VEHICLE SAFETY TOP OF MIND
Ipsos survey shows 38% parents rank safety as most important factor they consider when buying a vehicle
As part of its campaign to market the new 2019 Santa Fe sport utility vehicle, Hyundai Canada employed Ipsos to talk to Canadians across the country about vehicle safety.
To back up Ipsos, who most people need time to recognize, the company employed TV personality Scott McGillivray, a.k.a. “Super Dad” (he’s the father of two young girls), to relate his concerns and pump up awareness of the safety features on the 2019 Santa Fe.
According to the survey, 38% of parents rank safety as the most important factor they consider when buying a vehicle; followed by cost (25%) and fuel economy (13%). The majority (58%) consider an SUV as the ideal vehicle
The vast majority of parents (84%) say they’re more concerned about vehicle safety since they’ve had children and that 80% of parents are concerned about distracted driving by other drivers.
But another segment of the report has me hoping kids are safely secured in the back seat because they take a back seat to mom or dad “keeping in touch.”
While having kids in the vehicle increases concerns, distracted driving still happens. Despite the concerns and even though the law forbids it and the penalties are stiff, fully half of parents admit to using a hand-held cellphone while driving either for texting or conversation.
What? How are these people? Are they complete idiots?
Oh, and more than half of respondents (61%) say they use a cellphone while stopped at a traffic light.
In traffic, it seems parents are most jittery on highways with 41% extremely or very concerned. Bike lanes and school parking lots weren’t far behind (37% and 35% respectively).
They all feed the fear of a crash while driving with children (54%) along with bad or distracted drivers (21%). Some are even afraid of becoming distracted themselves (12%), not an unwarranted concern when kids are involved. (You know, the “are we there yet?” or “he/she hit me” or “I havta pee” complaints usually delivered loudly and often.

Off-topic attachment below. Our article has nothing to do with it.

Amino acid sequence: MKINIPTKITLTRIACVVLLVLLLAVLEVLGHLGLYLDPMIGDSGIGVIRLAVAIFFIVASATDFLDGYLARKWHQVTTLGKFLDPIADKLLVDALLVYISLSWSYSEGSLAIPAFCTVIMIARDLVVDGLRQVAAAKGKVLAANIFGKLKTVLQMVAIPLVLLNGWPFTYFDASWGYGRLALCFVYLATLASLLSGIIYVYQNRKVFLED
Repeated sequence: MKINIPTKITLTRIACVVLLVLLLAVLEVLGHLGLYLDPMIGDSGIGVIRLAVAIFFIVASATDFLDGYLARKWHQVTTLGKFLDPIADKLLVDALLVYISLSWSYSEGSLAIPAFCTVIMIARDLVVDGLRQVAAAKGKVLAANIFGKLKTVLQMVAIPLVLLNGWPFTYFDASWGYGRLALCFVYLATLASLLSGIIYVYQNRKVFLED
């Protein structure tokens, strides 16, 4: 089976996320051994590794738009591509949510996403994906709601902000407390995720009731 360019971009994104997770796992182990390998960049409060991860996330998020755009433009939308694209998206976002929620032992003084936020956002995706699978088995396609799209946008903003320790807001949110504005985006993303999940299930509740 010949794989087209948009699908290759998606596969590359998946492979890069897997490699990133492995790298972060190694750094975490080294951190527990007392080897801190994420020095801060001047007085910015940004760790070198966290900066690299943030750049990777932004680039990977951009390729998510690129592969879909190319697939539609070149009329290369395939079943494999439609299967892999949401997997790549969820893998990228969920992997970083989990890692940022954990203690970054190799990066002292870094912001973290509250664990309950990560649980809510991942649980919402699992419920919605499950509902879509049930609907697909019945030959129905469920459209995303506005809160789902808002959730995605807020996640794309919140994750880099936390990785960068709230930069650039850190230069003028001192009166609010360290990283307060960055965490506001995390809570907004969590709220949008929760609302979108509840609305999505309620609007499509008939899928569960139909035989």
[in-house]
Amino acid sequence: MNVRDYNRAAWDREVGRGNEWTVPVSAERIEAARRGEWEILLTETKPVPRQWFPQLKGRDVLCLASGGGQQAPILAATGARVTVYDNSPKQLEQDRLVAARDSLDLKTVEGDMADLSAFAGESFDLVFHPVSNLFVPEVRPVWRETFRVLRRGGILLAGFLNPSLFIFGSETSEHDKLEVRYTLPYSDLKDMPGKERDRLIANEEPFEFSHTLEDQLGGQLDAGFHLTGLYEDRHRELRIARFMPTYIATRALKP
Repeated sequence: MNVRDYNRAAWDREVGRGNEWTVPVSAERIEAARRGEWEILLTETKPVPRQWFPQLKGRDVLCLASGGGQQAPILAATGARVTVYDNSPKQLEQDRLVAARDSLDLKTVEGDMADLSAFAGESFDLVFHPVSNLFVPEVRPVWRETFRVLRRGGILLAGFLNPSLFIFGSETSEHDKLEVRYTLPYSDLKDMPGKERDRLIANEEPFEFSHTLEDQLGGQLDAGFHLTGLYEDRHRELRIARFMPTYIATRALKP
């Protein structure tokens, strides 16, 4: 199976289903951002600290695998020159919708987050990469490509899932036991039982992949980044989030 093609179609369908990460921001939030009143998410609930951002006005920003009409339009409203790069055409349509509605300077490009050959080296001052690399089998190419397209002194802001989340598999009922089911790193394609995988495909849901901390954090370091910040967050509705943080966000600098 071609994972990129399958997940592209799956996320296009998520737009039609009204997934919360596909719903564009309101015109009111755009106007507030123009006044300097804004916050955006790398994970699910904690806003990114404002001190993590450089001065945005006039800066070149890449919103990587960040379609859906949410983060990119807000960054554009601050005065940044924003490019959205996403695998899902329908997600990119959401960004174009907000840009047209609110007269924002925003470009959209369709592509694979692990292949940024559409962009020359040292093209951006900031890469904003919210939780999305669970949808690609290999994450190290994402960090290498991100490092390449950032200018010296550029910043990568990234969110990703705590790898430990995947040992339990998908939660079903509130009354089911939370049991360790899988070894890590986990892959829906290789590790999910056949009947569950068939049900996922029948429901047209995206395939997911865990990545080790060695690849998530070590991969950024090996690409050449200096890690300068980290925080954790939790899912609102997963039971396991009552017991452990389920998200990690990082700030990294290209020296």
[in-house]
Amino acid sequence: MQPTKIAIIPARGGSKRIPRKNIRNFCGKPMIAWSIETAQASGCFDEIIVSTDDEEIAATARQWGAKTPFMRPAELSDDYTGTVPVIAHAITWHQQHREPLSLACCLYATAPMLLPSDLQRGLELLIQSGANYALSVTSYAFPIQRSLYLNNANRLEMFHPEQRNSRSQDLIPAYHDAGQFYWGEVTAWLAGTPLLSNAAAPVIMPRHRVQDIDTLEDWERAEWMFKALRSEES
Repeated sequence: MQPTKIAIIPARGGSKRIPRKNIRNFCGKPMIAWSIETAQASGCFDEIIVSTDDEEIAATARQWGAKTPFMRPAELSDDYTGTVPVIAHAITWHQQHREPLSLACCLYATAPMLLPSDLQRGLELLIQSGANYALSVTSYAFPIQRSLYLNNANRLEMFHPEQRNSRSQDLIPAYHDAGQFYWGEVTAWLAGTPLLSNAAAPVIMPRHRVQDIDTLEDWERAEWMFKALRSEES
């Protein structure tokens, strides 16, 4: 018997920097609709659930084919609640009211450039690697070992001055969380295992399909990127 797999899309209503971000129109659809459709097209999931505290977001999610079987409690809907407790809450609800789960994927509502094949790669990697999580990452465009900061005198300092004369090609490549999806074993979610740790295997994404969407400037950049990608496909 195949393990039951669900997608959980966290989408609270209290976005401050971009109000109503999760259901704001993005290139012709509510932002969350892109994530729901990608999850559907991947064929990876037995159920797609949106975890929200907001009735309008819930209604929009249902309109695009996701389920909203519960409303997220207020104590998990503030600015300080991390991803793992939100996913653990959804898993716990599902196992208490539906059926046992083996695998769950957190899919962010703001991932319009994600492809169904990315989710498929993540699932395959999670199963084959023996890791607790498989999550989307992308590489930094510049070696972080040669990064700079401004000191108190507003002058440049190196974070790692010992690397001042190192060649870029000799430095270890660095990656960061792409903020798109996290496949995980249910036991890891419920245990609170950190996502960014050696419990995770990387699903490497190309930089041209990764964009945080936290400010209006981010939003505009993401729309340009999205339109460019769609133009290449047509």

There’s a concern I have never thought of: a child opening doors while the vehicle is in motion. Nearly half of respondents (46%) voiced that fear.
Back to McGillivray: “As a dad to two young girls, I can relate to the everyday stresses of keeping your kids safe and worry is multiplied as soon as you get into a car,” he said. “I need a car that will keep my family safe and the new Santa Fe has that detail in mind.”
The 2019 version of Santa Fe contains the latest Hyundai SmartSense active safety and driving assists, including safe exist exist that temporarily locks rear doors when detecting vehicles approaching from behind. Rear passengers will be able to exit only when it’s safe.
Rear occupant alert uses sensors to monitor rear seats for movement when the driving is exiting the vehicle or even when the vehicle is parked and locked. No leaving the kids or a pet behind in a vehicle.
TAKE THAT, YOU FOOLS
Remember when the B.C. government caved in to complaints about artificially low speed limits and upped the limits on many major highways in the province?
Well, it seems lead-footed idiots have taken their toll – in lives and property damage — and the province has rescinded the speed limit increase on most of those routes because of it.
It appears only the Coquehalla will keep its sensibly high limit simply because the incidents of speed related crashes has not increased.
Oh, and in case you think you can just go ahead and put the hammer down, police are planning to hunt you down.